Agricultural land cannot be held by a proprietary firm
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Can you please tell me about laws that impact ownership of agricultural land by NRIs?
If it’s an inheritance: An NRI can inherit immovable property in India, including agricultural land, from (i) a person resident in India (parents) or (ii) from a person resident outside India (parents), the same should have been acquired by such person resident outside India in accordance with the foreign exchange regulations as may be applicable at that time.
If it’s under the name of a company who’s sole proprietor is an NRI: Based on the query, we assume that the entity is a sole proprietary concern and not a company. Therefore, the general rule of assumption is that a sole proprietor and the proprietary firm are one and the same, except that the proprietary firm is the name given for the purpose of carrying on the business of the proprietor. If the proprietor holds agricultural land, it would be held in the name of the proprietor (individual) and not the proprietary firm.
Upon the demise of the proprietor, inheritance would follow as per the laws of succession as applicable to the deceased at the time of demise. The specific requisites and requirements for such inheritance/succession can only be determined upon understanding the specific details entailing the specific situation or instance.
My grandfather (paternal) adopted me in 1952. While the physical giving and receiving was done, a registration was not done. In 1975, the land ceiling Act came into force in Andhra Pradesh. At that time my grandfather filed an application before Tahsildar, stating that he had adopted me, so I am also eligible for half of the land. In the judgement, the Tahsildar stated that, in this case the applicant declared that he took adoption of grandson. So no registration was done. The Hon’ble Tahsildar gave judgement that on enquiry it is found that adoption is correct, so he is entitled for half share in property. Is this legally valid?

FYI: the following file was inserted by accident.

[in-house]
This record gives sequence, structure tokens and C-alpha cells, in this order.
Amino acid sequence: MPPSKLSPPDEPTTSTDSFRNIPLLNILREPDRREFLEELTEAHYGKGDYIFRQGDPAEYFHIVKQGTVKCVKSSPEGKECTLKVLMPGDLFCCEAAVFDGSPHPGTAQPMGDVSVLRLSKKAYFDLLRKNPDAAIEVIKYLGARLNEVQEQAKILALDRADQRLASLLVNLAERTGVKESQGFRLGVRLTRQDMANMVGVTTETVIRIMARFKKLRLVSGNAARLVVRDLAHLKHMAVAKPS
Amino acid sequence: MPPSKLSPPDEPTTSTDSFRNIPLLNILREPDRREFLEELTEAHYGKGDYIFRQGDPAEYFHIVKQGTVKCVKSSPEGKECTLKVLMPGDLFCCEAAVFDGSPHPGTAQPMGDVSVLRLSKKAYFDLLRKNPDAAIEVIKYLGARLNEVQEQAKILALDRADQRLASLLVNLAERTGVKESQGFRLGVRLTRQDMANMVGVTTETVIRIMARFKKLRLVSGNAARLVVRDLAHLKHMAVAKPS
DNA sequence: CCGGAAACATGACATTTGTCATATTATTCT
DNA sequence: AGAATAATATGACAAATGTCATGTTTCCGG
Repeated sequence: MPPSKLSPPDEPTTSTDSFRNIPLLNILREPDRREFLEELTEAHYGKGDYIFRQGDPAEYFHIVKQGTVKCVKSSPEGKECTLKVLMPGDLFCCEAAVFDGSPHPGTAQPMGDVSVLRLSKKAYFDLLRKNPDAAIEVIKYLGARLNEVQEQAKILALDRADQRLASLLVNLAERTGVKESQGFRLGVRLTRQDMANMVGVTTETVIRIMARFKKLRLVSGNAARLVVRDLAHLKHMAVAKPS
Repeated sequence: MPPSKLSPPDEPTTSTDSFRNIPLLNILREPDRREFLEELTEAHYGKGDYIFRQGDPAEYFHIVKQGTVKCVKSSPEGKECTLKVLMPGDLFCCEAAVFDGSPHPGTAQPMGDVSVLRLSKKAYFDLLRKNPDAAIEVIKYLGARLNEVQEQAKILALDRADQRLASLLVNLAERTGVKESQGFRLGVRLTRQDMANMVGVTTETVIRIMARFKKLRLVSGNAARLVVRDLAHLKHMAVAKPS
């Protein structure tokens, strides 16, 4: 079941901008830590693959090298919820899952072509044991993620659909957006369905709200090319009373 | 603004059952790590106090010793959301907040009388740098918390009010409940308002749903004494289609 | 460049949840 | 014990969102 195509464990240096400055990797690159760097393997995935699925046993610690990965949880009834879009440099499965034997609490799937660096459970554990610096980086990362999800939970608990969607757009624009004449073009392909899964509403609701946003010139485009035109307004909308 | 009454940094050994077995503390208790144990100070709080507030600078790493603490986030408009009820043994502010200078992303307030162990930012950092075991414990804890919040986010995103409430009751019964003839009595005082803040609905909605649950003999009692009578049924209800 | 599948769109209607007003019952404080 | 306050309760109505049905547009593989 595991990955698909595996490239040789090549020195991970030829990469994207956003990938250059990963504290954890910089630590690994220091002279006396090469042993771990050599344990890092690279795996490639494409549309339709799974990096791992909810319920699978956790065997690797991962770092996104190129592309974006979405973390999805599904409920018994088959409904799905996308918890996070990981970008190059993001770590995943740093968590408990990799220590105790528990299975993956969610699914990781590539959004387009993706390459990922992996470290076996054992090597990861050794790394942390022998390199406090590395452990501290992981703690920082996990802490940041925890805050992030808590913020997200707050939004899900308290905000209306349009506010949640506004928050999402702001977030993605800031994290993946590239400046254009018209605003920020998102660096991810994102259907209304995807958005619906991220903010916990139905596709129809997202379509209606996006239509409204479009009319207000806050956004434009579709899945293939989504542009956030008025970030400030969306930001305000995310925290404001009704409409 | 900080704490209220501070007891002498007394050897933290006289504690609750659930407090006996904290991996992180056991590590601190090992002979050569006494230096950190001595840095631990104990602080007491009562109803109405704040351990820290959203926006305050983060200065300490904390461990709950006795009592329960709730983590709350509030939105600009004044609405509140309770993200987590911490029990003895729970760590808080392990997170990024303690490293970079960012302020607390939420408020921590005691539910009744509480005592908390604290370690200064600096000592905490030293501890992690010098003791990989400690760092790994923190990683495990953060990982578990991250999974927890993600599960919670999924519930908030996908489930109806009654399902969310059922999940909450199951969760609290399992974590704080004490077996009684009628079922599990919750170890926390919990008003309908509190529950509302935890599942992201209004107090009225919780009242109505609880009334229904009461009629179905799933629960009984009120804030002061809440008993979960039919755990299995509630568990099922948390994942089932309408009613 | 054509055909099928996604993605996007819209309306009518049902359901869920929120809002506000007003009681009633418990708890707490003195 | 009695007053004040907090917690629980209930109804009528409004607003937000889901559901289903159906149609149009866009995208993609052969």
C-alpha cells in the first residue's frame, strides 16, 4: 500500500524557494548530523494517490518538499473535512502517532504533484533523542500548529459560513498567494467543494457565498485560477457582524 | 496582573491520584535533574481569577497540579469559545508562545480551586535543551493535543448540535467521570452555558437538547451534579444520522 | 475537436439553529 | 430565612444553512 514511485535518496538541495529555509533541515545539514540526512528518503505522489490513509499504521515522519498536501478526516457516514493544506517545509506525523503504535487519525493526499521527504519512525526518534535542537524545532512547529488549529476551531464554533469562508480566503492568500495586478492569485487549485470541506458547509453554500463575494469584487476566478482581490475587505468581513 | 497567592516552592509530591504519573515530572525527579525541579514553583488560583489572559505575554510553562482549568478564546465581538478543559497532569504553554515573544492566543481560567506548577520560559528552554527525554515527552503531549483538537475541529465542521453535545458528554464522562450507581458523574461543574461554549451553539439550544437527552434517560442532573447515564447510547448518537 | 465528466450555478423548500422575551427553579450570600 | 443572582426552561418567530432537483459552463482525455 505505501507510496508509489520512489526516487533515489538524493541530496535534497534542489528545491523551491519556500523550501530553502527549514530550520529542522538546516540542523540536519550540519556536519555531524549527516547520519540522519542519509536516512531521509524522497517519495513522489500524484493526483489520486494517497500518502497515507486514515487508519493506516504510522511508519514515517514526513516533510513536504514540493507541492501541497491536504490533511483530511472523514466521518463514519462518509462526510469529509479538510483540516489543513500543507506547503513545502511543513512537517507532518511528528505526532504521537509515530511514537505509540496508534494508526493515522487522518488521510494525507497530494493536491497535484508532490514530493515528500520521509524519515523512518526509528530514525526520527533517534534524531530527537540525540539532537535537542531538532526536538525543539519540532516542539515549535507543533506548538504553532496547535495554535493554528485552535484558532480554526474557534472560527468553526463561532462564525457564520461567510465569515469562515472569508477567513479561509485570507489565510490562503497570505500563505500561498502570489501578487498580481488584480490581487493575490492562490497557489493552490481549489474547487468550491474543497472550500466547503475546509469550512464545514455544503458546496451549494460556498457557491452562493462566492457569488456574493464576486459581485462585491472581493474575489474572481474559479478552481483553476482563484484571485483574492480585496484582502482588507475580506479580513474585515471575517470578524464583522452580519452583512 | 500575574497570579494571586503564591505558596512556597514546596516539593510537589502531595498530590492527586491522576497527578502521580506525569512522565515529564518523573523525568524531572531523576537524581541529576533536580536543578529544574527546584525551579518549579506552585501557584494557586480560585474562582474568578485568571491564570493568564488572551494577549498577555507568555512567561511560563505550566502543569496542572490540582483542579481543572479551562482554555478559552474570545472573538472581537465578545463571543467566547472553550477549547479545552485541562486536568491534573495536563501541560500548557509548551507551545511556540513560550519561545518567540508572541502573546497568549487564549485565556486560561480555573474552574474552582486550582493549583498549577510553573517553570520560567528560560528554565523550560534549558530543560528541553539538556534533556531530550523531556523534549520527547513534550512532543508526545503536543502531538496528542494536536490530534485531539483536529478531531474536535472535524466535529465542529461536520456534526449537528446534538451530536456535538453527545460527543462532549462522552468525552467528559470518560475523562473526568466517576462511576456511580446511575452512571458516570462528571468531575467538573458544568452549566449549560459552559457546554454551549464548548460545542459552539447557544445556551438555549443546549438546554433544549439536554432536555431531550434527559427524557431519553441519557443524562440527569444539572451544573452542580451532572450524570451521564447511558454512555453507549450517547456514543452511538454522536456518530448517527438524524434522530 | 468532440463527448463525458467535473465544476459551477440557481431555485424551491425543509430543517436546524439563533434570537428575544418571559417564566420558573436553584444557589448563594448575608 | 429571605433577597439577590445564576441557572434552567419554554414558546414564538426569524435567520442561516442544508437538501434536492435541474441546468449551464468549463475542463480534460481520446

The law on adoption as applicable to Hindus was codified in the year 1956; however several customs and practices were prevalent prior to such codification. In the instant case, as the adoption took place prior to the codification adoption laws, the prevailing custom and practice may have been considered by Tahsildar for legal validity of such adoption. Further, as stated by you, the Tahsildar has acknowledged the adoption to be valid and passed necessary orders for the right to a share in the property, the reasoning and appreciation of evidence presented before the Tahsildar would have to be understood and appreciated to address the query. In this matter, we recommend that it would be best to seek the advice of a local lawyer to fully understand the strength and operation of the Tahsildar’s order in your favour for the entitlement of a share in the property.
Amit Kolekar is Associate Partner, Rajani Associates.
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